The entry of Telstra Corp. through a joint venture with San Miguel Corp. is unlikely to shake up the telecom landscape in the Philippines, which is dominated by Philippine Long Distance Telephone Co. and Globe Telecom Inc., according to debt watcher Fitch Ratings.
The credit rating agency said the potential entry of Telstra in the country would have “limited” impact on competition in the telecom market over the next two years.
Fitch cited infrastructure sharing as one of the challenges that Telstra and San Miguel would be facing, because sharing of networks was not mandatory in the Philippines.
This means Telstra and San Miguel would spend billions of pesos to roll out their own mobile and broadband networks, it said.
The planned joint venture between San Miguel and Telstra would see the local conglomerate holding a majority stake, in compliance with the 1987 Constitution, which limits the foreign ownership of utilities to a maximum of 40 percent.
Telstra plans to invest less than $1 billion in the Philippines to roll out the telecom network.
“Initial rollout by the new entrant is likely to focus on mobile broadband services in the first two years, with a likely expansion into mobile telephony once the network build-out is completed,” Fitch said.
It said the joint venture would experience large cash burn, given the significant capital outlay and price competition to build a subscriber base.
Fitch said it also expected the newcomer to face difficulties providing regional mobile coverage in the absence of domestic roaming arrangements.
Telstra currently operates customer service centers in the Philippines that serves its clients globally. San Miguel earlier said it planned to launch mobile broadband services as early as January next year.
The credit rating agency, however, said there was a strong value proposition for faster 4G LTE services and the impact on industry profitability would be greater over the longer term as the country’s mobile market was highly saturated, and was still largely 2G-based.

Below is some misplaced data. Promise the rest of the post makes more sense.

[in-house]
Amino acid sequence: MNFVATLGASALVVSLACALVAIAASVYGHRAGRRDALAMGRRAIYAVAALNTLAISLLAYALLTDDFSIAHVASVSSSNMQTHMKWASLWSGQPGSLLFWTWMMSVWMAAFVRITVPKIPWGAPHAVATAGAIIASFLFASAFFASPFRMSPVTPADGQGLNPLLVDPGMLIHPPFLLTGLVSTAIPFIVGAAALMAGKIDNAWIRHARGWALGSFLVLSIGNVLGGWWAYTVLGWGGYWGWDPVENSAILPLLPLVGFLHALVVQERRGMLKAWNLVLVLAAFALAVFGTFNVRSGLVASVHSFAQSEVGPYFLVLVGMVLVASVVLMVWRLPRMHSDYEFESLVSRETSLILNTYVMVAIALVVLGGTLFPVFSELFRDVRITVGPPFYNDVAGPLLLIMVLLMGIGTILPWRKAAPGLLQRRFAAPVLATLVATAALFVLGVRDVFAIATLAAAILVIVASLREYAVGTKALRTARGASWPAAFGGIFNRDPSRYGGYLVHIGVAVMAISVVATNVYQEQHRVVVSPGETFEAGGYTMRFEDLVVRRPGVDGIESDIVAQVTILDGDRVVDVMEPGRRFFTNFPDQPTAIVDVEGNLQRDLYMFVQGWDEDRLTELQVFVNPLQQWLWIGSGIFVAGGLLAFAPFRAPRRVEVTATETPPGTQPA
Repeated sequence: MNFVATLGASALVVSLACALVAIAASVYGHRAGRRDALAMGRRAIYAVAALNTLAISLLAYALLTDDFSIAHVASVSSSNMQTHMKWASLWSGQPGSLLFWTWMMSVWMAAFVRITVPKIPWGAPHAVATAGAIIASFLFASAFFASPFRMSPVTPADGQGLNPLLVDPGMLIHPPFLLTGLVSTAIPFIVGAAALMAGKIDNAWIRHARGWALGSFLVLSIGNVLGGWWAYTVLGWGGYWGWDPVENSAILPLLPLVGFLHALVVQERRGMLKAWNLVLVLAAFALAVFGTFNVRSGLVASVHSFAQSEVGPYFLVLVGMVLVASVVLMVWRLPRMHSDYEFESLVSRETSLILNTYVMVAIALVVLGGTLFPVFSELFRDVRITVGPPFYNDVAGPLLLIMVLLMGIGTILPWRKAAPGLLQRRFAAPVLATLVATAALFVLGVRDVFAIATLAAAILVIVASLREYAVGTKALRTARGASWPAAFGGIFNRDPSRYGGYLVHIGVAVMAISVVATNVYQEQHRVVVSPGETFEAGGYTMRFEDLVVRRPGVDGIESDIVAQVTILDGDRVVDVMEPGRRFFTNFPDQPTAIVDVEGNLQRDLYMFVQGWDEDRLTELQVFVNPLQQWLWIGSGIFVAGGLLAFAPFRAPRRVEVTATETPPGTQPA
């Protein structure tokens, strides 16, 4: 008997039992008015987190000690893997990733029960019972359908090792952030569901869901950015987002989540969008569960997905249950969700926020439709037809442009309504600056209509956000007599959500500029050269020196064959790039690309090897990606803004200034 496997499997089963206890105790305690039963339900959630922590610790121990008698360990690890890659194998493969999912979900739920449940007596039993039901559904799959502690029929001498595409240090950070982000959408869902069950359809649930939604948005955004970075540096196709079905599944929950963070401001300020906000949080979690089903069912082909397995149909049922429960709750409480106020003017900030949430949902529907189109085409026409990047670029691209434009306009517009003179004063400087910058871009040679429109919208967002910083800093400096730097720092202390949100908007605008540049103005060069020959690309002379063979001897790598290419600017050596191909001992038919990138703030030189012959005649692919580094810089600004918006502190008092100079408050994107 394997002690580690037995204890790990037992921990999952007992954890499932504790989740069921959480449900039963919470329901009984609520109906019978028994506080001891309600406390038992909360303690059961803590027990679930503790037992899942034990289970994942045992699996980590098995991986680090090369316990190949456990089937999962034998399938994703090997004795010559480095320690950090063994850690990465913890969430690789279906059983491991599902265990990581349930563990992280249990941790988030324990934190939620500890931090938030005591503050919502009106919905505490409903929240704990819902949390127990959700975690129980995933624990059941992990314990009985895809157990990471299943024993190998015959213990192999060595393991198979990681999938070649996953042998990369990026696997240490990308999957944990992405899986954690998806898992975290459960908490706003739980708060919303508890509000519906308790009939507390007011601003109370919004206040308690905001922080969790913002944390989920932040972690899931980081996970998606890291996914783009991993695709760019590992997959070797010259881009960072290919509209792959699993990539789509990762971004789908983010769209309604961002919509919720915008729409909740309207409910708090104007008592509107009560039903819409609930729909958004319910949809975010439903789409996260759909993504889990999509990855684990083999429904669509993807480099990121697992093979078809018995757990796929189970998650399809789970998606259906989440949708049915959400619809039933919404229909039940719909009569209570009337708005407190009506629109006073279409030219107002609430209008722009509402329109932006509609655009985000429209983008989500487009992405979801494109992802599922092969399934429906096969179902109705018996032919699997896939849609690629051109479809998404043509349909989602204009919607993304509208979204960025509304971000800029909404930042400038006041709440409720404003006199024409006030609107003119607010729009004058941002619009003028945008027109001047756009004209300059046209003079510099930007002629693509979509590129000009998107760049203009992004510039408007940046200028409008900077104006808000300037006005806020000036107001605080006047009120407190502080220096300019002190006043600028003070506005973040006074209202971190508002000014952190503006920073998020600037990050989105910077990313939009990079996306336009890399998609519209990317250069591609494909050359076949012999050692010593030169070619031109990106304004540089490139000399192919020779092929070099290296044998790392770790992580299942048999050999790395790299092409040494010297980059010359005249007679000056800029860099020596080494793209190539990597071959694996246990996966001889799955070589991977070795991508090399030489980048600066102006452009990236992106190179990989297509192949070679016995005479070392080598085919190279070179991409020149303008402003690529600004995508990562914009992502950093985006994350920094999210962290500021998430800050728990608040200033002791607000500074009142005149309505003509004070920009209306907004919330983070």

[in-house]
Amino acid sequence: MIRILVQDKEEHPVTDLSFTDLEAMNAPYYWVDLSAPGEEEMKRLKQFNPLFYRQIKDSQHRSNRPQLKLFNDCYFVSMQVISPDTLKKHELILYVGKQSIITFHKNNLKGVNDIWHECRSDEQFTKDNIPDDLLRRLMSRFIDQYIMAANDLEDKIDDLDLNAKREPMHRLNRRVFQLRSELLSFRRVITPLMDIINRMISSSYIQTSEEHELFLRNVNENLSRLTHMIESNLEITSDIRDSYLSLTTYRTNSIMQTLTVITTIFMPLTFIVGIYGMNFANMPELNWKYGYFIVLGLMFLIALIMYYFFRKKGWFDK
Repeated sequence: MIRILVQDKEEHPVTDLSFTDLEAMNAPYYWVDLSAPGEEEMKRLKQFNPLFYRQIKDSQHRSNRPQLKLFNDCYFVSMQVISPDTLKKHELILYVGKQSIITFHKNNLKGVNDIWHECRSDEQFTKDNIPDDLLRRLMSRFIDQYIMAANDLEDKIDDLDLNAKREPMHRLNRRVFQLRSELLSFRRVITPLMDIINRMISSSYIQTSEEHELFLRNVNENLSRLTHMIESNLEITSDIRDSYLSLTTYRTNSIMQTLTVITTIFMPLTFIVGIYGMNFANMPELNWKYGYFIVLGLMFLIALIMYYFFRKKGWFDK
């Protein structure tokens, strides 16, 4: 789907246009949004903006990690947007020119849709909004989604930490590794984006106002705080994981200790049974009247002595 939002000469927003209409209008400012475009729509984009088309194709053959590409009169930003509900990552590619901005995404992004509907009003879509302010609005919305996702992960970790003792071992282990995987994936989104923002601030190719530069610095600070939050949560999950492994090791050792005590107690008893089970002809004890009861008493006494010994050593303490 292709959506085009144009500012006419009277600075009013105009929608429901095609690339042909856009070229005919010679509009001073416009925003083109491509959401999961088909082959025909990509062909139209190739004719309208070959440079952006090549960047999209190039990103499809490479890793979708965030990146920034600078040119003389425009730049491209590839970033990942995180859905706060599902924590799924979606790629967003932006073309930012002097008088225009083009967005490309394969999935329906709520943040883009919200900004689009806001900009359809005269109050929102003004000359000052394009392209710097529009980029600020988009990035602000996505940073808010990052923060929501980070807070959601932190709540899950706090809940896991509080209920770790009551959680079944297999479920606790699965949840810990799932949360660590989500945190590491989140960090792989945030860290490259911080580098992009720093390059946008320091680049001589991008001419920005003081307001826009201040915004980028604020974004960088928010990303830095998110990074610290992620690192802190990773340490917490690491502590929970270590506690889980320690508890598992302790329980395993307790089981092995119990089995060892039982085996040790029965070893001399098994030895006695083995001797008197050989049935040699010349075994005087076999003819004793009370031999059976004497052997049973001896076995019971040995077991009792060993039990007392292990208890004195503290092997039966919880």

“The potential joint venture will benefit from Telstra’s technology leadership and financial muscle, and SMC’s 700MHz spectrum-frequency,” Fitch said.
The 700 MHz frequency is more cost-efficient to roll out because of its wider coverage and in-building penetration than higher frequency bands.
Currently, San Miguel’s wi-Tribe and High Frequency hold 80 MHz and 10 Mz in the 700 MHz spectrum. It also owns Express Telecommunications Inc., Eastern Telecommunications Philippines Inc. and Bell Telecommunications Philippines Inc.
PLDT and Globe Telecom earlier asked the National Telecommunications Commission for their fair share of the spectrum.
San Miguel president Ramon Angturned down the request of the two telcos and advised the incumbent players to fine-tune their frequencies.
Fitch said it expected PLDT and Globe to invest in greater capacity ahead of the potential entry of the Telstra-SMC venture.
Fitch said industry capex was likely to increase to around P85 billion in 2016 compared to the P55 billion to P58 billion capex of the industry from 2012 to 2014. PLDT earlier said it invested $3.7 billion in the last five years to expand its network.
“The immediate challenges for telcos would be the acceleration of user migration onto higher data plans, and data monetization. Average monthly data consumption in the Philippines is still low at around 200 megabytes to 300 MB per month, with consumers primarily using data for web browsing and social media applications,” Fitch said.
Of the two incumbent telcos, Globe has a larger exposure to the mobile sector, which accounts for 76 percent of its revenue, following its gain in revenue share in the post-paid segment.
This compares with PLDT, where the wireless business contributes 63 percent of its revenue and fixed-line accounts for the rest.
The combined revenue of PLDT and Globe stood at P211.3 billion in the first nine months. PLDT Group had a mobile phone subscriber base of 67 million and Globe had 50.1 million.
Combined broadband subscriber base of PLDT Group reached 5 million as end-September while Globe had nearly 4 million broadband subscribers.